The travel medical insurance has to be taken out in your country of residence. If this is not possible, you can take out insurance in another country. If you have an invitation then the hosting party may take out insurance in his own place of residence.
Only in very exceptional cases are you allowed to extend your visa, for example, if you are temporarily incapable of leaving due to circumstances beyond your control. You can have your short stay visa extended for a maximum of 90 days. This extension should be applied for at one of the Visa Counters. To extend the short stay visa you have to first make an appointment with the IND Immigration and Naturalization Service.
If you are a citizen of Surinam and 60 years old or older, then other conditions apply.
You can only extend your tourist visa in special situations, such as serious illness. You need a declaration from a doctor or specialist to prove that you are not in any condition to travel. You can have your tourist visa extended for a maximum of 90 days.
Have you already been in the Netherlands for 90 days? Then you can apply for Suspension of Departure. To do this use this form.
In both cases you have to make an appointment.
No. In order to stay in the Netherlands longer than 90 days you have to apply for a special visa. This is the Regular Provisional Residence Permit (mvv). You are not allowed to be in the Netherlands when applying for the Regular Provisional Residence Permit (mvv).
You are only allowed to work if your employer has a work permit (TWV). The Employee Insurance Agency (UWV) issues this permit. Your employer can only receive such a permit if there is no one else in the EU (with the exclusion of Croatia) available for the job.
Yes, that's allowed. When you change to a different host family, you and the au pair agency or exchange organization must notify the IND. Use the notification form exchange (au pair agency or exchange organization) or the notification form for the foreign national (au pair or young person taking part in the exchange).
Your residence permit still remains valid. Switching to a different host family does not change the period of validity of your residence permit. An au pair or young person here on exchange is not allowed to stay in the Netherlands for longer than 1 year with their residence permit for exchange purposes.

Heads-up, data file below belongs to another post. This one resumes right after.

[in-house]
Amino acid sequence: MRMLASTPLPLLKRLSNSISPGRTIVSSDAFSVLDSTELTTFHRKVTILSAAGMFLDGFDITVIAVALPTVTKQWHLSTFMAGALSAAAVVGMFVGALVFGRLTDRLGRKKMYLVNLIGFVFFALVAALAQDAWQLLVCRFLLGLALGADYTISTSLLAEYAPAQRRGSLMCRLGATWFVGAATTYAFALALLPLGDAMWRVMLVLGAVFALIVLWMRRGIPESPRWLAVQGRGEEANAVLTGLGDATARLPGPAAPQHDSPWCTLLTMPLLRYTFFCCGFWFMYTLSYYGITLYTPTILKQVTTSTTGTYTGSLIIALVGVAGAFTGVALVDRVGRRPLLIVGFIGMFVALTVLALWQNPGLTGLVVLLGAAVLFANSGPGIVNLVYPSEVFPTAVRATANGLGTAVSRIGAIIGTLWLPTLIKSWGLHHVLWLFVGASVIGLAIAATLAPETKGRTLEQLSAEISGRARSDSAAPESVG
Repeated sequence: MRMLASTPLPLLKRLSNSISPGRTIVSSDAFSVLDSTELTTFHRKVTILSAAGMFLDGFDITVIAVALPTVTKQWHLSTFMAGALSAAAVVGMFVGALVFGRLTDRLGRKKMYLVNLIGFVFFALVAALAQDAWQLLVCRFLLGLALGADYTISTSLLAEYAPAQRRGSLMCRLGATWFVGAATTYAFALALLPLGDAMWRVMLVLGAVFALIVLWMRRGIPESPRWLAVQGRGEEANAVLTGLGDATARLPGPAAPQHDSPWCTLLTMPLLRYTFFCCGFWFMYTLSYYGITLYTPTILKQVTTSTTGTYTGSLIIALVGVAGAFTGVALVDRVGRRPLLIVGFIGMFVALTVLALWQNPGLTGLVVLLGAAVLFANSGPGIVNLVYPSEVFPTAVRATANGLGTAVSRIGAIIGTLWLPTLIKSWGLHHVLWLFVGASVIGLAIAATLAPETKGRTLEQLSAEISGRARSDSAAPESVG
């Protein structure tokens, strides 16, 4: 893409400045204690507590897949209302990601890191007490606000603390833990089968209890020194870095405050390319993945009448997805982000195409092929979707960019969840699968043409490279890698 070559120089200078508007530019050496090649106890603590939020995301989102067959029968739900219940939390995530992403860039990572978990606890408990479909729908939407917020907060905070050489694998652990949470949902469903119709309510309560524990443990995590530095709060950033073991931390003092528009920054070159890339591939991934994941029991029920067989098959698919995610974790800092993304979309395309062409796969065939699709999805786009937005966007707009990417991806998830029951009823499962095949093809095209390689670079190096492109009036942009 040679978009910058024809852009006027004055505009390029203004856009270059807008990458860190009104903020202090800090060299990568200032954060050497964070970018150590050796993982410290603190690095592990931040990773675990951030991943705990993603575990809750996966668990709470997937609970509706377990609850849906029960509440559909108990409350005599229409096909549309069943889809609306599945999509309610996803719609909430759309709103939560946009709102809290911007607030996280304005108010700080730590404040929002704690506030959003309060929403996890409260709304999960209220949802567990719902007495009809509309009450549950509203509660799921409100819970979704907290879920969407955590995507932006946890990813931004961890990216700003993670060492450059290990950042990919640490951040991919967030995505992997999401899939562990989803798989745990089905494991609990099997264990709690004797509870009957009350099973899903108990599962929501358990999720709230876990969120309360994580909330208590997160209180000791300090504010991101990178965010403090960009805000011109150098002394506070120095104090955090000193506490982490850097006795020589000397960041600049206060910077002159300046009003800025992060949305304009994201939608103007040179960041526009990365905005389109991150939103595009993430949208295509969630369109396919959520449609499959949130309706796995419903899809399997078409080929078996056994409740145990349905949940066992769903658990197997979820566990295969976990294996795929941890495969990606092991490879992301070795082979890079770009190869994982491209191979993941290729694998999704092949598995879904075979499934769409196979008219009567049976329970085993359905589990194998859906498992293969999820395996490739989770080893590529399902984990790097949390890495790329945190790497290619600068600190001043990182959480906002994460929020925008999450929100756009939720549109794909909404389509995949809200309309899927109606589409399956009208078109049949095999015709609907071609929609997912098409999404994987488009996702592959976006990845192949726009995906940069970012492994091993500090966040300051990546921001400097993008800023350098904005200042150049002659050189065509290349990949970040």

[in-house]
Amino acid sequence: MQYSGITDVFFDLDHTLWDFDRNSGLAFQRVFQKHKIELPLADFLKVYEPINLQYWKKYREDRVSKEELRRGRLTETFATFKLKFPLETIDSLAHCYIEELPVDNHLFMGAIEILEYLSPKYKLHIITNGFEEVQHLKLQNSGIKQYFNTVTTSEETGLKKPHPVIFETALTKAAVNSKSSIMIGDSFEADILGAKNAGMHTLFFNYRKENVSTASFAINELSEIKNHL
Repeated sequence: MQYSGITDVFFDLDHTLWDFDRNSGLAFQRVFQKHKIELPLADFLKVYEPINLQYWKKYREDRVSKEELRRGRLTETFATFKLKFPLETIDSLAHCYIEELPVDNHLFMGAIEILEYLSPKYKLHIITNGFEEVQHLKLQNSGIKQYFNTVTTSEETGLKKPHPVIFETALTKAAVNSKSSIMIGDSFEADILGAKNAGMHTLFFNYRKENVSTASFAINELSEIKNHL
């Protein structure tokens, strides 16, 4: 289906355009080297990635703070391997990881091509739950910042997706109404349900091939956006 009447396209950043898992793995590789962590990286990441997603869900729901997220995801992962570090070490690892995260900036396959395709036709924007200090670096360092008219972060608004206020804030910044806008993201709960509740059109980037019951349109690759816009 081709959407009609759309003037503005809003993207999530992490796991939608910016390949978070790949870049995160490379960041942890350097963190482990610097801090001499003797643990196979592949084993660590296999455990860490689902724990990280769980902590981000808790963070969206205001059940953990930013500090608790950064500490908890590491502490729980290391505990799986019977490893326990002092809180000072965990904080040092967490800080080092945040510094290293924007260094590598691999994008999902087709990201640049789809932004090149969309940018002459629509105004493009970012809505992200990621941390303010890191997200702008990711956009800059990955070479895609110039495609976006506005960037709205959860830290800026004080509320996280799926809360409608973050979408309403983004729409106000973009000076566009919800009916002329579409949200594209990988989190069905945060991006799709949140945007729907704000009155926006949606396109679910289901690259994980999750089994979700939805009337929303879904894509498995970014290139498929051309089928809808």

This depends on whether you are married and what land you would move to.
If you are married or in a registered partnership, then nothing will change regarding the application for naturalization. You may also live together in another country. You do have to be able to prove that you also live at the same address abroad. And you are not allowed to live in the country of your partner's nationality.
If you are unmarried partners, then a move abroad does have implications for the application for naturalization. This is because as unmarried partners you must live together in the Netherlands for the entire naturalization process.
In addition, it is important that you do not go to live in the country where your partner is a citizen.
The option procedure is a quick and easy way to acquire Dutch citizenship. Option can only be requested by specific categories of foreign nationals. Option has a number of advantages:
The renunciation requirement applies to you also. Because your nationality cannot be determined does not mean you are designated as a 'stateless person'. In the legal procedure concerning foreign nationals you indicated a nationality, and under this nationality you received your residence permit. You must renounce this nationality.
After 5 years of lawful residence in Netherlands, an EU citizen may submit an application for naturalization. The EU citizen does not need to prove residence in the Netherlands with a residence document. This is also not required for a request for naturalization. The EU citizen must sign a declaration in the municipality where he/she lives. This states that he/she has lived in the Netherlands for the last 5 years. In that period of time not more than 6 months may have been spent outside the Netherlands.
The exception in this case is Croatian citizens. They must prove that they had a valid residence permit in the Netherlands before 1 January 2012. Croatia has been a member of the EU since 1 January 2012.
It is not possible for a married woman (or man) to have her own last name changed to that of her (Dutch) spouse in the naturalization procedure. This is because under Dutch law a person may not use the last name of his spouse in official documents. You may use the last name of your husband in everyday life.